Palo Alto Firewall Application-based Policy Enforcement (App-ID), User Identification (User-ID) and Application Control Centre (ACC) Features for Enterprise Networks

Our previous article examined the benefits of Palo Alto Networks Firewall Single Pass Parallel Processing (SP3) architecture and how its combine with the separate Data and Control planes to boost firewall performance and handle large amounts of traffic without and performance impact. This article focuses on the traffic flow logic inside the Palo Alto Firewall and two unique features that separate it from the competition: Application-based policy enforcement (App-ID) & User Identification (User-ID).

For more Technical articles on Palo Alto Networks Firewalls, visit our Palo Alto Networks Firewall Section

Flow Logic of the Next-Generation Firewall

The diagram below is a simplified version of the flow logic of a packet travelling through a Palo Alto Networks Next-Generation Firewall and this can be always used a reference to study the packet processing sequence:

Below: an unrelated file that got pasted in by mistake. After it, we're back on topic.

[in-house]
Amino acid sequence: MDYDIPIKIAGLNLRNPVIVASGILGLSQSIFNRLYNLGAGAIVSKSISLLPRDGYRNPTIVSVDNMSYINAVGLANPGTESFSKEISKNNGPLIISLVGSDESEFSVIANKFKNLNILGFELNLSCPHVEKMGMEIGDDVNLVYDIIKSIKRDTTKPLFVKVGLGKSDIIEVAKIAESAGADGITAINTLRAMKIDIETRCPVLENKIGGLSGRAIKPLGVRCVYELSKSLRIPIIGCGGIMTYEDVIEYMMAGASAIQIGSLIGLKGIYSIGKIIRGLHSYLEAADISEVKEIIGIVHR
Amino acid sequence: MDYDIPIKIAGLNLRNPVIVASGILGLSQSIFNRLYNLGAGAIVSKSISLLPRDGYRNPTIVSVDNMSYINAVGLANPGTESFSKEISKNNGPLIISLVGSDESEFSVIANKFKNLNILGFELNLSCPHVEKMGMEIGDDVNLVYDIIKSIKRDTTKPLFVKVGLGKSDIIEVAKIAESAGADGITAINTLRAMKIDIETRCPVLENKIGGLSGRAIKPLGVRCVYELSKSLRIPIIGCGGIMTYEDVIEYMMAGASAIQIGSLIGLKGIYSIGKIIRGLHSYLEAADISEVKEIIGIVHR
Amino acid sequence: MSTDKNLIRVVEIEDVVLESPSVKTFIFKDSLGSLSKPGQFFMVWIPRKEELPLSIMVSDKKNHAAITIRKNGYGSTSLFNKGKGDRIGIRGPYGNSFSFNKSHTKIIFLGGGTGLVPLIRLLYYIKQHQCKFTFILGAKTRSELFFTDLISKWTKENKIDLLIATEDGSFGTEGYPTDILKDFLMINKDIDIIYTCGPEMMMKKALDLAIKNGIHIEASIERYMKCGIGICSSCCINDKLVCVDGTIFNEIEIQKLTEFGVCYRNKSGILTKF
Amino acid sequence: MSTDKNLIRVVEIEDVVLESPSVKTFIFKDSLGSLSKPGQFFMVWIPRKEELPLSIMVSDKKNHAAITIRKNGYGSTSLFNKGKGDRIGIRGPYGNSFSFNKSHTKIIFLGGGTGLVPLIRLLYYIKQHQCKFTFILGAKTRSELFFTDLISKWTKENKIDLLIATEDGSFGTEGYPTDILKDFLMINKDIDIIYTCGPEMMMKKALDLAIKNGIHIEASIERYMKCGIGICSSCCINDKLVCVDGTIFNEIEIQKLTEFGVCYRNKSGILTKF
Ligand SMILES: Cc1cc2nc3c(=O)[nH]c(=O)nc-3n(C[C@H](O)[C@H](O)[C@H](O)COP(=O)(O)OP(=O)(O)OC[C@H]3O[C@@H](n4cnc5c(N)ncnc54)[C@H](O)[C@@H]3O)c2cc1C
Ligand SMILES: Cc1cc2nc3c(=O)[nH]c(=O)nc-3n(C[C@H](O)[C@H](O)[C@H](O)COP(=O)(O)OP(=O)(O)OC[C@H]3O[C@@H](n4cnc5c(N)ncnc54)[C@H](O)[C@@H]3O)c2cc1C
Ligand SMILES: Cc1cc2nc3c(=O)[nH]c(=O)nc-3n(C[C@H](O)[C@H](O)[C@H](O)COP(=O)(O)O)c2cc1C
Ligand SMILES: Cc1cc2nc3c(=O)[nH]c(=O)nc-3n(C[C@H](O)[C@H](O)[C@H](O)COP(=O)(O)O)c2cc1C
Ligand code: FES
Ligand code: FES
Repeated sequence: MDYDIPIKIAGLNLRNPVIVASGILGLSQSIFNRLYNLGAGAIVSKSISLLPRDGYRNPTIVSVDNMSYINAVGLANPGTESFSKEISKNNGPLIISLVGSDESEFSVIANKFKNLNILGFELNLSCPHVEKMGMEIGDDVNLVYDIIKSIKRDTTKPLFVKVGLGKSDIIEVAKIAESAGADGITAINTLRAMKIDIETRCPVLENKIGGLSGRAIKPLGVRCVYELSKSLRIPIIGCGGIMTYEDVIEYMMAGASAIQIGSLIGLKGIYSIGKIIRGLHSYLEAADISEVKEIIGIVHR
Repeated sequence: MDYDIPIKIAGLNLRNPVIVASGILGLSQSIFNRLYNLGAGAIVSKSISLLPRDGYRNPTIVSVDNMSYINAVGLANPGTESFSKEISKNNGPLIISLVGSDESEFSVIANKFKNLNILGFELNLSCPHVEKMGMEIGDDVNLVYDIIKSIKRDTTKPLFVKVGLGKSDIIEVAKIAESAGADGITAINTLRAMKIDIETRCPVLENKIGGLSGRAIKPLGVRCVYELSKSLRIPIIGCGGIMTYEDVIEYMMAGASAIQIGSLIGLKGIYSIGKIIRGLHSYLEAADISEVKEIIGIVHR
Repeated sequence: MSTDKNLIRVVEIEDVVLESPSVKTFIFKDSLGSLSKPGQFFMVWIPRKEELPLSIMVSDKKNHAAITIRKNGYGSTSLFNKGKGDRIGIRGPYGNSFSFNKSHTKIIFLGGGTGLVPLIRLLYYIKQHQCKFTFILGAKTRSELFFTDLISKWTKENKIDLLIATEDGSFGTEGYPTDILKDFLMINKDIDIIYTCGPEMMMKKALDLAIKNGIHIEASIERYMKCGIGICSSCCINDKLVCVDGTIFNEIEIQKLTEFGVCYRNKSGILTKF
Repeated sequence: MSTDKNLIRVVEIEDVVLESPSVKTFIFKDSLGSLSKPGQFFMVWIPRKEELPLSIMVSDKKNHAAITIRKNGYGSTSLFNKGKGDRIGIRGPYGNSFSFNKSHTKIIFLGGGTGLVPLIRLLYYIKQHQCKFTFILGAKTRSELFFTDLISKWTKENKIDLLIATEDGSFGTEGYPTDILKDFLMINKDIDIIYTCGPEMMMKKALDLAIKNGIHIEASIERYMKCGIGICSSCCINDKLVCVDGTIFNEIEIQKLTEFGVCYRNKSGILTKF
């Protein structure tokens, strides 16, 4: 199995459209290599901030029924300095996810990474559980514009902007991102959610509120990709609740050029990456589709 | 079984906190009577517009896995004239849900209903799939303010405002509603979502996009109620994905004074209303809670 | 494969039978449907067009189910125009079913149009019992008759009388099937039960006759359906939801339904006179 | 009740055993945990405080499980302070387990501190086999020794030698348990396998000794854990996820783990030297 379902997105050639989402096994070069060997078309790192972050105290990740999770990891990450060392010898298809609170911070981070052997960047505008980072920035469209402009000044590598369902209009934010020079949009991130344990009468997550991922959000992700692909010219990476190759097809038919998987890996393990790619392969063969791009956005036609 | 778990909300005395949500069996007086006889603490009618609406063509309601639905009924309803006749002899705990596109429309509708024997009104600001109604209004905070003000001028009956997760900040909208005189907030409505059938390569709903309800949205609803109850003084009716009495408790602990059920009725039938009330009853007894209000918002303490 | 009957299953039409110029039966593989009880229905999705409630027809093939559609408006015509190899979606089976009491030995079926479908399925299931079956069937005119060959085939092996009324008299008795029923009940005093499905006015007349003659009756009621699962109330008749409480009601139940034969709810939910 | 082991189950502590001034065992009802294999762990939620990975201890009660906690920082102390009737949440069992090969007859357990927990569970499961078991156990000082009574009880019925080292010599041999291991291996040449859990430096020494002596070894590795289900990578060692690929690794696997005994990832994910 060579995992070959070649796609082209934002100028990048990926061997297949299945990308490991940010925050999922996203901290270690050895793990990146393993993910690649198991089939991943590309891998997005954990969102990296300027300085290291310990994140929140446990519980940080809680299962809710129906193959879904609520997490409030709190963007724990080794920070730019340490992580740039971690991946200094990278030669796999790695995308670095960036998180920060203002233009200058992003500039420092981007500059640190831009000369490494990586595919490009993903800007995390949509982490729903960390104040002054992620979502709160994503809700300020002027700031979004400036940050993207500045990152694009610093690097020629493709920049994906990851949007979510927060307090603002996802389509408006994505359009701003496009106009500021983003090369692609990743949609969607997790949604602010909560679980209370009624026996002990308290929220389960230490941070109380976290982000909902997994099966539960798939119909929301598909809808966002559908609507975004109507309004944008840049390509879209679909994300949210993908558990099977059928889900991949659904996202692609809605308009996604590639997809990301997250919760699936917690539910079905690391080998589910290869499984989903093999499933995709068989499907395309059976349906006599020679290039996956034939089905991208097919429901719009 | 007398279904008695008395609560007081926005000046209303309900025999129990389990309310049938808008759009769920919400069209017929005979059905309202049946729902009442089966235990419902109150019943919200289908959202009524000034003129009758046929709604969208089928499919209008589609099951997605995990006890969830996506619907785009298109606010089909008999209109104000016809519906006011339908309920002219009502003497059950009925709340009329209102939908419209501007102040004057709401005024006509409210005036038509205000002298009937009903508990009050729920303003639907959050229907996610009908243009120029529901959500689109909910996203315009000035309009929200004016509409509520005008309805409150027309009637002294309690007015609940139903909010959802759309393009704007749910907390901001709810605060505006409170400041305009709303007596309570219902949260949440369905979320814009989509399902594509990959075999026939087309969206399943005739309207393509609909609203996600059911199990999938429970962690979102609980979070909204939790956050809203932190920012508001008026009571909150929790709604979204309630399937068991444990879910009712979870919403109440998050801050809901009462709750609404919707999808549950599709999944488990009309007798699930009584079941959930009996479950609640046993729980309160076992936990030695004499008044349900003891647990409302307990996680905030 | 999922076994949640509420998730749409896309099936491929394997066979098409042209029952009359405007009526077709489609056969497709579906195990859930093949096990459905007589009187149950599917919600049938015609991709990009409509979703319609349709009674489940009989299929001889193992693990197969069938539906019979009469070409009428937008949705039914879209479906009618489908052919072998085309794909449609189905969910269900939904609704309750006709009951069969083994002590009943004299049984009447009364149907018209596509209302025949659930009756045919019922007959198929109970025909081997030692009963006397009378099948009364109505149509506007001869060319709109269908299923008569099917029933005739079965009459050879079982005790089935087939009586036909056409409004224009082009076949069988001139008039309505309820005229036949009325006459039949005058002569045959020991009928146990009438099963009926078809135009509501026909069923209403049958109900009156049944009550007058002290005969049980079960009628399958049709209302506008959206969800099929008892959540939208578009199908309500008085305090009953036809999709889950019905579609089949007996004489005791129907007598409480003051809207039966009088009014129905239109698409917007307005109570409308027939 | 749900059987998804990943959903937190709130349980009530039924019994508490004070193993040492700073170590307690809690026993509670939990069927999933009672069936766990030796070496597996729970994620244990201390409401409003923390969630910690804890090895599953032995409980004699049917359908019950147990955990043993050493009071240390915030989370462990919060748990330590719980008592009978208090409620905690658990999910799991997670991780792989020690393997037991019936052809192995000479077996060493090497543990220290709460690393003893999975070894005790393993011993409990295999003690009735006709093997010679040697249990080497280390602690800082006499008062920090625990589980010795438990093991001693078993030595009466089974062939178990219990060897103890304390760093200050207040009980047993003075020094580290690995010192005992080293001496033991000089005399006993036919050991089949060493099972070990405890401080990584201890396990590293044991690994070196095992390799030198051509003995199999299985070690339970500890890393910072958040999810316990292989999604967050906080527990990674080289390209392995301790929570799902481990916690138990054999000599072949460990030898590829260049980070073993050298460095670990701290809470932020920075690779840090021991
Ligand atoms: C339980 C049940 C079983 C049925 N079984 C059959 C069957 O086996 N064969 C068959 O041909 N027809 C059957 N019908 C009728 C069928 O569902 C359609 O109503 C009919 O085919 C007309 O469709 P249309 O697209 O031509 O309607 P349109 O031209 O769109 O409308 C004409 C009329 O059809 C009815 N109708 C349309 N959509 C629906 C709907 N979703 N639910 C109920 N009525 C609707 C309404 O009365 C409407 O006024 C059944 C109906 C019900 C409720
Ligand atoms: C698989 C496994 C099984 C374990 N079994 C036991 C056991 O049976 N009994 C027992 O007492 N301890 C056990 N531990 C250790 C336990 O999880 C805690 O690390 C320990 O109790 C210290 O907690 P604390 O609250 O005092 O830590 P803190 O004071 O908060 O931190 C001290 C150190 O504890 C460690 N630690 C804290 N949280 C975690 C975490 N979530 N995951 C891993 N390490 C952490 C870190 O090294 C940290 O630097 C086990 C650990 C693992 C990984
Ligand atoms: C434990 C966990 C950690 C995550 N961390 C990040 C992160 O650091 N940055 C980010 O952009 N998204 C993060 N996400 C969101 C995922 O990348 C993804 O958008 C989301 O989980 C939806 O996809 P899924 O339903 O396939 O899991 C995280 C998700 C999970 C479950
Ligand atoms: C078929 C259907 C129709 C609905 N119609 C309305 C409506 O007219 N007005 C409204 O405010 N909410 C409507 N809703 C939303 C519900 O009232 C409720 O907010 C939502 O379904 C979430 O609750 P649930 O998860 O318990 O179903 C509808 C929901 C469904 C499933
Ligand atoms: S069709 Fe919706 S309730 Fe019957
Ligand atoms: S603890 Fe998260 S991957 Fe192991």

Figure 1. Flow Logic of a packet inside the Palo Alto Networks Next Generation Firewall

Palo Alto Networks Next-Generation Firewalls works with the concepts of zones not interfaces, once a packet enters the firewall, the Palo Alto Networks Next-Generation Firewalls identifies from which zone the packet came and where it is destined to go. This is similar to Cisco IOS Routers Zone-based Firewalls and Cisco ASA Firewalls.

Users interested can also download for free the Palo Alto Networks document “Day in the Life of a Packet” found in our Palo Alto Networks Download section which explains in great detail the packet flow sequence inside the Palo Alto Networks Firewall.

App-ID & User-ID – Features That Set Palo Alto Apart from the Competition